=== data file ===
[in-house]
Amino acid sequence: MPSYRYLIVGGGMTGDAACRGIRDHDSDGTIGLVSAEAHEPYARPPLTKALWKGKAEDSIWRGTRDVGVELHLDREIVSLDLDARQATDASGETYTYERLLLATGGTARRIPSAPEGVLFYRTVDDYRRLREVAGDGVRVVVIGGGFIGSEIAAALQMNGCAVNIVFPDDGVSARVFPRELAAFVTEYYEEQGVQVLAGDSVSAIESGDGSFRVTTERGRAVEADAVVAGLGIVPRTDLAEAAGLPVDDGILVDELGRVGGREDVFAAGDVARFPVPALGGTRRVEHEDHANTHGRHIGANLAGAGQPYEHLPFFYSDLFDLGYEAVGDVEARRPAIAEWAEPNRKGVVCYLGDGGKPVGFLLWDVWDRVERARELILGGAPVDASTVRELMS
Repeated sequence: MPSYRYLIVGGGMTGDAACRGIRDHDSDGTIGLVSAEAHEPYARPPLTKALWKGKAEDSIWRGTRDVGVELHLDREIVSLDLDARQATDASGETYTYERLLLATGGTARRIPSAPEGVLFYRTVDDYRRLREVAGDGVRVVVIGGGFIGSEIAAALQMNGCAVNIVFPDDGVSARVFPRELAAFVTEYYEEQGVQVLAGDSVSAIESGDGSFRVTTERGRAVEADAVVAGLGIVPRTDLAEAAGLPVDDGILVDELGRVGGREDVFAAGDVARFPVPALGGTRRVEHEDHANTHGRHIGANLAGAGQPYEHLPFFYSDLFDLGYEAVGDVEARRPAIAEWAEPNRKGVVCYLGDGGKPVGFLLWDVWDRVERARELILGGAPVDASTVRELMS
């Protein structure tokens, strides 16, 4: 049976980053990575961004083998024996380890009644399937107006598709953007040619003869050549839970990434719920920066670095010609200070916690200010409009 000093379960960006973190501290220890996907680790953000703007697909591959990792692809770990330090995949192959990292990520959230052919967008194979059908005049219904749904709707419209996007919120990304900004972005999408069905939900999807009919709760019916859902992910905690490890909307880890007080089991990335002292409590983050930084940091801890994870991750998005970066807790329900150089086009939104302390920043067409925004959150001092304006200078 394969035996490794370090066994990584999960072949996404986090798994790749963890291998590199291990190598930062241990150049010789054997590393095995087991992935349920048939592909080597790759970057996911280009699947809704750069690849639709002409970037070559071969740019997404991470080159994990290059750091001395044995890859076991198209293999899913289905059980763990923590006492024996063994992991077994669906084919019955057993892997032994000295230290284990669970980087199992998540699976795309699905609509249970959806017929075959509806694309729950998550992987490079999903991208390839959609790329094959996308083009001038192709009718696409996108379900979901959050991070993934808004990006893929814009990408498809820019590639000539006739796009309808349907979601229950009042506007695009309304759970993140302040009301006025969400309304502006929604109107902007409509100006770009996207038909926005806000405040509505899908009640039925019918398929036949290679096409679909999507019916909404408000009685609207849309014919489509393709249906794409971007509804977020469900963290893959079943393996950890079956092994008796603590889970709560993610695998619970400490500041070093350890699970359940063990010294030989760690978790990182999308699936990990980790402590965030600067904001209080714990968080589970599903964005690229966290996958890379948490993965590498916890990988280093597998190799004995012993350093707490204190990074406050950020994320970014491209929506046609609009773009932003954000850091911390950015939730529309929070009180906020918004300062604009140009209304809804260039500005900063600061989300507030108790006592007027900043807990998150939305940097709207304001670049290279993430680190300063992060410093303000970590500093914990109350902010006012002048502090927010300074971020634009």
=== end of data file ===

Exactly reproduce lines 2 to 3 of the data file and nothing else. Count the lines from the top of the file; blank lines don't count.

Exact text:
Amino acid sequence: MPSYRYLIVGGGMTGDAACRGIRDHDSDGTIGLVSAEAHEPYARPPLTKALWKGKAEDSIWRGTRDVGVELHLDREIVSLDLDARQATDASGETYTYERLLLATGGTARRIPSAPEGVLFYRTVDDYRRLREVAGDGVRVVVIGGGFIGSEIAAALQMNGCAVNIVFPDDGVSARVFPRELAAFVTEYYEEQGVQVLAGDSVSAIESGDGSFRVTTERGRAVEADAVVAGLGIVPRTDLAEAAGLPVDDGILVDELGRVGGREDVFAAGDVARFPVPALGGTRRVEHEDHANTHGRHIGANLAGAGQPYEHLPFFYSDLFDLGYEAVGDVEARRPAIAEWAEPNRKGVVCYLGDGGKPVGFLLWDVWDRVERARELILGGAPVDASTVRELMS
Repeated sequence: MPSYRYLIVGGGMTGDAACRGIRDHDSDGTIGLVSAEAHEPYARPPLTKALWKGKAEDSIWRGTRDVGVELHLDREIVSLDLDARQATDASGETYTYERLLLATGGTARRIPSAPEGVLFYRTVDDYRRLREVAGDGVRVVVIGGGFIGSEIAAALQMNGCAVNIVFPDDGVSARVFPRELAAFVTEYYEEQGVQVLAGDSVSAIESGDGSFRVTTERGRAVEADAVVAGLGIVPRTDLAEAAGLPVDDGILVDELGRVGGREDVFAAGDVARFPVPALGGTRRVEHEDHANTHGRHIGANLAGAGQPYEHLPFFYSDLFDLGYEAVGDVEARRPAIAEWAEPNRKGVVCYLGDGGKPVGFLLWDVWDRVERARELILGGAPVDASTVRELMS